The following is a special report by attorney David C. Graham, who was present at Doug Williams’ sentencing hearing at the federal court house in Oklahoma City, Oklahoma on Tuesday, 22 September 2015.

I traveled to Oklahoma City to attend and report on the sentencing of Doug Williams.  I attended his trial earlier this year, in May.  Based on what I observed at his trial, I did not think the sentencing would go well for Williams.  As a practicing attorney with extensive criminal law experience, I know that pleading guilty as charged–which is what Williams did–is like going down a dark one-way, dead-end street; it’s not going to end well.

The weather in Oklahoma City was the same as it had been in May, but the atmosphere was completely different.

Before the sentencing hearing began, I spoke briefly to Williams, his wife, and two step-children.  Williams appeared prepared for whatever sentence he might receive.

In the courtroom were the government’s attorneys, Brian Kidd, and Heidi Gesch.  They were joined at counsel table by FBI agent Doug Robbins.  At the defense table were Williams and his attorneys, father and son, Stephen Buzin, and Chase O’Brien.

Also in the courtroom was a female government employee, affiliated with the prosecution, who was at the trial as well.  On the other side of the courtroom were Williams’ wife, two stepchildren, and three friends of the family.

Several security guards were in the back of the courtroom.

The judge, Vicki Miles-LaGrange, appeared and called the case.

First, the judge sought to determine Williams’ guidelines score.  The guidelines score determines the presumptive sentence length and disposition (prison or probation).

The first thing defense attorney Buzin said was that he had put all his arguments in writing and that he did not care to make any further argument.  He looked bothered and annoyed.  Perhaps he had a bus to catch.  His son also looked like he’d rather be elsewhere.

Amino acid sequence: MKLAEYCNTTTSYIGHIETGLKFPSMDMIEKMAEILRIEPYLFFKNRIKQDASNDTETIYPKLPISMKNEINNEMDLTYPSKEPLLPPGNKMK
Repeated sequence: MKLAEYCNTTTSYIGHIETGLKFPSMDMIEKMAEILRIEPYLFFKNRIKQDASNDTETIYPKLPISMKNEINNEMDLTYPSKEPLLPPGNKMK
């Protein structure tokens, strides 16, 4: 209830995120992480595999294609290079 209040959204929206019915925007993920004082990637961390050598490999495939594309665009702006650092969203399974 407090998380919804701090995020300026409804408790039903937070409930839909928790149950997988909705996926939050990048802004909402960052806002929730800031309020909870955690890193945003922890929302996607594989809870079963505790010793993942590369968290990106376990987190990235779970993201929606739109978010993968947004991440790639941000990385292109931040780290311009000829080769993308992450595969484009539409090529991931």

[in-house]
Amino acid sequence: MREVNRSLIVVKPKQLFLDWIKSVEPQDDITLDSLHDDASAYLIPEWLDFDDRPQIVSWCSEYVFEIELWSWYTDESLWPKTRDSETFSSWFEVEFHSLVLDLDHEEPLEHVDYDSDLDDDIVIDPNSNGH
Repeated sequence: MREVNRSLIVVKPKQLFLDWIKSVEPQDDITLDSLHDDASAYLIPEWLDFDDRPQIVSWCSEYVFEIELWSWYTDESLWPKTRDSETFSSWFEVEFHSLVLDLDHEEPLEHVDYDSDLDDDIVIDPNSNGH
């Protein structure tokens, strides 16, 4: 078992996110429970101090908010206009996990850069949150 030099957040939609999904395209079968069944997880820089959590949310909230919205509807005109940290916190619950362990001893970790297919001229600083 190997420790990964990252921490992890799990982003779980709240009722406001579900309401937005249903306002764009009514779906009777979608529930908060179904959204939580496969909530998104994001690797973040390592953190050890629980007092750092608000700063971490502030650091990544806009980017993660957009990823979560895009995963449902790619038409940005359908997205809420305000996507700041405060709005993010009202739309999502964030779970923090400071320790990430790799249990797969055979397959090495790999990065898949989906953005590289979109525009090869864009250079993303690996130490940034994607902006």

The main area of contention was whether Williams should receive a 2-point reduction for “acceptance of responsibility.”  Defense counsel argued that Williams did accept responsibility for his conduct and therefore, deserved the reduction.  The prosecutor argued that Williams did not accept responsibility for his conduct and therefore, did not deserve the reduction.  The prosecutor also argued that even if Williams did accept responsibility, he waited too long to do so to be eligible for sentencing reduction.  The judge agreed with the prosecution.

Alas, the scoring reduction for acceptance of responsibility was the only conceivable reason for Williams to plead guilty and he did not get the benefit of it.

Counsel then made their sentencing arguments.  The defense argued for probation.  The prosecutor argued for 24 to 30 months, no probation.  Williams personally addressed the court.  He said he was “embarrassed and humiliated.”  He also said he was very remorseful for his actions.

The judge sentenced Williams to 24 months and denied probation.  At the defendant’s request, she recommended he be allowed to serve his time at FCI El Reno, the federal prison in El Reno, Oklahoma, so that he may be close to his family.  She allowed Williams to remain free on his personal recognizance bond, pending his report date.  Said report date and report location are to be determined later; however, the judge said Williams must report no later than noon, on October 30, 2015.

Upon release from prison, Williams will be on supervised release for 3 years.

David C. Graham is an attorney at law practicing in Overland Park, Kansas. He may be reached at 1-913-829-5445 or by e-mail to dcg2111 [at] yahoo [dot] com.

Bloomberg Businessweek Profiles Doug Williams

This week’s issue of Bloomberg Businessweek includes an in-depth feature article by investigative reporter Drake Bennett profiling Doug Williams‘ decades-long efforts against the pseudoscience of polygraphy and the federal government’s efforts to silence him. We won’t summarize the article here: it’s well worth reading in full. See “Man vs. Machine: The True Story of an Ex-Cop’s War on Lie Detectors.” See also the accompanying video report by Jennafer Savino and Justin Beach:

Doug Williams Shows How to Beat a Lie Detector Test


In still frame from video, Doug Williams explains how to pass or beat a lie detector test.

Bloomberg Business has published a video report on how to beat a polygraph test featuring Doug Williams of Norman, Oklahoma, who was targeted for entrapment in the federal government’s Operation Lie Busters investigation.

Williams, himself a former police polygraph examiner, has been a vocal critic of polygraphy for some 35 years and is the author of How to Sting the Polygraph, a manual that explains the trickery on which polygraph “testing” relies and offers strategies for passing. Williams had no criminal record when federal polygraph examiners set out to engineer a crime for which to prosecute him. Explaining the effort to entrap Williams in 2013, John R. Schwartz, who heads the U.S. Customs and Border Protection polygraph unit, told fellow law enforcement polygraphers that he thought that those who “protest the loudest and the longest” against polygraph testing “are the ones that I believe we need to focus our attention on.”

In May 2015, Williams pled guilty to five felony counts. He awaits sentencing.